Anyone who has ever read an article (or watched a youtube video) about CrossFit likely has concerns about the health and safety of the whole operation. It’s impossible to deny that olympic lifts and compound movements can be injurious when performed incorrectly. It’s hard to deny that racing the clock to finish high-rep WODs is likely to cause dangerous breakdowns in form. It’s arguable whether a weekend of seminars and workouts (CrossFit Level 1 Cert) is enough qualification to guide all levels of people through these potentially harmful classes. This is all old news.
The way I see it, life is a series of decisions as to how much danger you’ll accept. It’s everyone’s right to accept the dangers of joining a CrossFit box, or much worse, the dangers of opening a poorly run affiliate.
The fact of the matter is that there are plenty of CrossFit boxes with great trainers, doing the workouts just as intended and keeping their clients safe. The issue I have with CrossFit is that even in this ideal situation, CrossFit isn’t what most people should be doing.
The first time I walked into my CrossFit box of choice (henceforth “The Box”), I signed a waiver and performed the WOD (scaled in a big way as the trainer’s caution won out over my hubris, thankfully). After the workout, I signed up for three months and paid upfront.
The membership form requested information about any injuries, as did the trainer prior to that first workout. I listed shoulder problems, half because it’s true and half to explain my planned avoidance of SDHPs and all things kipping.
Notably absent from the form, and not asked by the trainer or owner – my goals. No one asked “why are you here?” or “what do you want to get out of this?”. I figured they assumed that as a pretty lean and muscular young man, I was there to become a CF Badass.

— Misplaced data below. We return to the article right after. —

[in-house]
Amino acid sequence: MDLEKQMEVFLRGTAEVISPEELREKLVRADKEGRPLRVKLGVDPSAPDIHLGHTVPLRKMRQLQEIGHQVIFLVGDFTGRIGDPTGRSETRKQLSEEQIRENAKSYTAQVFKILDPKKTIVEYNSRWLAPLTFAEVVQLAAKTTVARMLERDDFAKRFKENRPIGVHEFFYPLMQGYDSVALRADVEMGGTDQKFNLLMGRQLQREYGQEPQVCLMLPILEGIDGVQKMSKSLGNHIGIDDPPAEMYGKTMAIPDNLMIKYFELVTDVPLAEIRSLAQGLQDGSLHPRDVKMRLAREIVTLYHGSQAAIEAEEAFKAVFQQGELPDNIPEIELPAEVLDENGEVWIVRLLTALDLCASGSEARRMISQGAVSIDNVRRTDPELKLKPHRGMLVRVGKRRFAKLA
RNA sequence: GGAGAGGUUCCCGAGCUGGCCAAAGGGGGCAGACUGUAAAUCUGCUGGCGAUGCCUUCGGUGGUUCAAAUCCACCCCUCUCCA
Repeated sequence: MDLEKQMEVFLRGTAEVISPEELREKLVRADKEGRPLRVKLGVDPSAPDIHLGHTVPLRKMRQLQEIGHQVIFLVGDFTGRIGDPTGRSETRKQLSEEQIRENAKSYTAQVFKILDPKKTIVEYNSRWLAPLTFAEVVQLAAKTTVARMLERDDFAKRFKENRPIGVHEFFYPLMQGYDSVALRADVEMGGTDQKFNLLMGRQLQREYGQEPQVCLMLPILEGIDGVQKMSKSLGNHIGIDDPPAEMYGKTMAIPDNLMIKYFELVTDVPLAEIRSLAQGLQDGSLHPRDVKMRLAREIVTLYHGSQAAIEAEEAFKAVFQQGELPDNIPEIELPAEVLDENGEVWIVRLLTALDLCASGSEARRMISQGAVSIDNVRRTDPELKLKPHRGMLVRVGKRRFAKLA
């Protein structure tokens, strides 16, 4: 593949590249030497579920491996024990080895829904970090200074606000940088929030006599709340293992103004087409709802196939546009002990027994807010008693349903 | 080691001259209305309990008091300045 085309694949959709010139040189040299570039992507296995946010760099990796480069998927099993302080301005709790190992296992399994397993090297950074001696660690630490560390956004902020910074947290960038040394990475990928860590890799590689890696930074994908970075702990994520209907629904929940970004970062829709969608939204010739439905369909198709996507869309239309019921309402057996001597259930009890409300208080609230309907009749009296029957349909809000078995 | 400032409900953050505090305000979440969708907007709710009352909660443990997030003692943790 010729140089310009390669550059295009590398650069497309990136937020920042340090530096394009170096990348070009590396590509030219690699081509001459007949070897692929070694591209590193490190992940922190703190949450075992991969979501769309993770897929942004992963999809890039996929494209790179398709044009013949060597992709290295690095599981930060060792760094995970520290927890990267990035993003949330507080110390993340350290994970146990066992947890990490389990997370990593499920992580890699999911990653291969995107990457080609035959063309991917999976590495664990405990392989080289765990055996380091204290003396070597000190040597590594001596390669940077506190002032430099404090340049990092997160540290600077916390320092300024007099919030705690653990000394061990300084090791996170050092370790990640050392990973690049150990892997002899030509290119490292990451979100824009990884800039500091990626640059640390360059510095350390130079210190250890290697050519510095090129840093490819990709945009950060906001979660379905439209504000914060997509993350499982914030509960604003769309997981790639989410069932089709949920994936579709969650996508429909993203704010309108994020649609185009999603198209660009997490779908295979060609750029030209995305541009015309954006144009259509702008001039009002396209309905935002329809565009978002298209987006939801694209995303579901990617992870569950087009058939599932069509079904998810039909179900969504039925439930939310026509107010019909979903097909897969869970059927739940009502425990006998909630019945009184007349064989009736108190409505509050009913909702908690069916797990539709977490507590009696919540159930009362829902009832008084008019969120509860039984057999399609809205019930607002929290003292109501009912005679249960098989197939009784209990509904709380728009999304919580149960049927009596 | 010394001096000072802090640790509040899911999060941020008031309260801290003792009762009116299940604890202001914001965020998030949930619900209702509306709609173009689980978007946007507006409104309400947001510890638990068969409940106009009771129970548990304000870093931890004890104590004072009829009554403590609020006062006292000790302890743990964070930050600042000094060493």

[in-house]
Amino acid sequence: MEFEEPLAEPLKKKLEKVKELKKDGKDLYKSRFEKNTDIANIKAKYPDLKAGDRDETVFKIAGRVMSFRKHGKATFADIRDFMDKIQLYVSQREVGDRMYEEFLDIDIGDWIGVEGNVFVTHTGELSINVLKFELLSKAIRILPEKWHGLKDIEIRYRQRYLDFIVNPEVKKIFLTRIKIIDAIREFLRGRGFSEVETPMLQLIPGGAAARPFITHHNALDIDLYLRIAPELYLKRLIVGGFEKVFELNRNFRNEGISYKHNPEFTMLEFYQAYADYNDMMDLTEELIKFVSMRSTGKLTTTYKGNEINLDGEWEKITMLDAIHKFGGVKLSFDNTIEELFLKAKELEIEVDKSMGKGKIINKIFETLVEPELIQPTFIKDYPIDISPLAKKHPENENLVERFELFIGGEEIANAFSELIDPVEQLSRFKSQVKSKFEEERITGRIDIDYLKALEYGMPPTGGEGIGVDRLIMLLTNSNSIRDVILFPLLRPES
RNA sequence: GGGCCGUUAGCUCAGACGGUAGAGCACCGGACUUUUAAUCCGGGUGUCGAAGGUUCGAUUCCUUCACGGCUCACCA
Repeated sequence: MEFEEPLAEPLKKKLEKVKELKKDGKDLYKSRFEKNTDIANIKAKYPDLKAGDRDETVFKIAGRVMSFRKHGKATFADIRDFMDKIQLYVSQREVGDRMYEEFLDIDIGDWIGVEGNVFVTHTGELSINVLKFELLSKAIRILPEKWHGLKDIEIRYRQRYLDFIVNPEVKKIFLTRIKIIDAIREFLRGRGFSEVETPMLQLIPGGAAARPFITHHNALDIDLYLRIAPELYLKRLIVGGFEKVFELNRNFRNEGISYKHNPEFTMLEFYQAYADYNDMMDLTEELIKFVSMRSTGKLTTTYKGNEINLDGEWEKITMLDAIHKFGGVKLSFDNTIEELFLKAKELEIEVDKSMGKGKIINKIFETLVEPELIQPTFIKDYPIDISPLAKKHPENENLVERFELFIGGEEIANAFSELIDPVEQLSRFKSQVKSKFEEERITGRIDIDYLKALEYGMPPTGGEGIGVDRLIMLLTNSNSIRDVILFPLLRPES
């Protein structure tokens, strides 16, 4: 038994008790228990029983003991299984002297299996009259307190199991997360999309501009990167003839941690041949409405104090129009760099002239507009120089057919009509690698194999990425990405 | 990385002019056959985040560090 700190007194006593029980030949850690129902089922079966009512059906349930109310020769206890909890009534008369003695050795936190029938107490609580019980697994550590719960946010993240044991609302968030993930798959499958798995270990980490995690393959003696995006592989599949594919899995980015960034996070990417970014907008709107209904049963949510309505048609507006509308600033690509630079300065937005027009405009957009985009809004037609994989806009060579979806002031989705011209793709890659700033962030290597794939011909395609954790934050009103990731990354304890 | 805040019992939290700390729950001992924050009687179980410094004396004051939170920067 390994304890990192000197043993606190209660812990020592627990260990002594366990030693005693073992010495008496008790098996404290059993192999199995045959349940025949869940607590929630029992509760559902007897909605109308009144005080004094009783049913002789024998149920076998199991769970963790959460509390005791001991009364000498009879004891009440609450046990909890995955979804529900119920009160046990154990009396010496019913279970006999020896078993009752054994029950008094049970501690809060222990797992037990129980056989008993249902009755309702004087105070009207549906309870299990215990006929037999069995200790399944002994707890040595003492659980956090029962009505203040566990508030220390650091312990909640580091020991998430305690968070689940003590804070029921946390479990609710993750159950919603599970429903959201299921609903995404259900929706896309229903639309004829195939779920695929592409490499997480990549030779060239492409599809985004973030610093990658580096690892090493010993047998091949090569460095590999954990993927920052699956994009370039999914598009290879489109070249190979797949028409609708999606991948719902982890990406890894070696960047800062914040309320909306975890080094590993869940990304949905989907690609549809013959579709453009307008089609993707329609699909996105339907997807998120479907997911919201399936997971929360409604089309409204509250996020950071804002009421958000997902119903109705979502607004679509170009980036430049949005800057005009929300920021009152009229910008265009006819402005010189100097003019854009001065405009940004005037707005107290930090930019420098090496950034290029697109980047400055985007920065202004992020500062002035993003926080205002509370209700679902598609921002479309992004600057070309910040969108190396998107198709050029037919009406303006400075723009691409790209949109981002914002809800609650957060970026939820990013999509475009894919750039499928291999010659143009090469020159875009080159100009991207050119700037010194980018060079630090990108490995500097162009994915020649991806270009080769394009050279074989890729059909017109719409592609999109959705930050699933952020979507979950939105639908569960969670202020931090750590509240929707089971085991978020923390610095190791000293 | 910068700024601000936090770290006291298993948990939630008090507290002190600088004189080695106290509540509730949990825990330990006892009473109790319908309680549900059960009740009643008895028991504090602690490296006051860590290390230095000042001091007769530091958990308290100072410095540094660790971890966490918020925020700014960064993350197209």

I realized later that they didn’t ask my goals because it would have served no purpose; they wouldn’t have done anything differently for me to help me achieve them. They still would have had me doing the WOD 3 on, 1 off like every one else. This is how CrossFit is designed.
With a regretful mix of arrogance and apathy, Greg Glassman (CF Founder) describes that CrossFit doesn’t change for the trainee, the trainee changes for CrossFit.
“If you came to me with a set of goals that looked like ‘lose the fat, improve my musculature,’ or ‘move toward a better aesthetic,’ I wouldn’t do anything differently for you than if you came to me and said, ‘I want to improve my work capacity across broad time and modal domains.’ “
Yea, that’s stupid. And it’s also ignoring other common goals, like “carry groceries in from the car,” and “have big biceps.” These goals may seem weak or vain, but if that’s what the trainee wants, it’s what the trainer they are paying should try to give them.